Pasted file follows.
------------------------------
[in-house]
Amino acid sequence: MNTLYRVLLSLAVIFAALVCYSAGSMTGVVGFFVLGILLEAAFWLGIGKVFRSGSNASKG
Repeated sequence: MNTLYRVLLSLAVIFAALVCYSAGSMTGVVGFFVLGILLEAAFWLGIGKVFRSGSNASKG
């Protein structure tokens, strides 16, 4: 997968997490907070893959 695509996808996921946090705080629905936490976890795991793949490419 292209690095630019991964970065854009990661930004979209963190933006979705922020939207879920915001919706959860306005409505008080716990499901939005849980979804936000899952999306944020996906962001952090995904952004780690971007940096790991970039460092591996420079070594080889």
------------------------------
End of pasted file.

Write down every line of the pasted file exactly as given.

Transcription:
[in-house]
Amino acid sequence: MNTLYRVLLSLAVIFAALVCYSAGSMTGVVGFFVLGILLEAAFWLGIGKVFRSGSNASKG
Repeated sequence: MNTLYRVLLSLAVIFAALVCYSAGSMTGVVGFFVLGILLEAAFWLGIGKVFRSGSNASKG
């Protein structure tokens, strides 16, 4: 997968997490907070893959 695509996808996921946090705080629905936490976890795991793949490419 292209690095630019991964970065854009990661930004979209963190933006979705922020939207879920915001919706959860306005409505008080716990499901939005849980979804936000899952999306944020996906962001952090995904952004780690971007940096790991970039460092591996420079070594080889």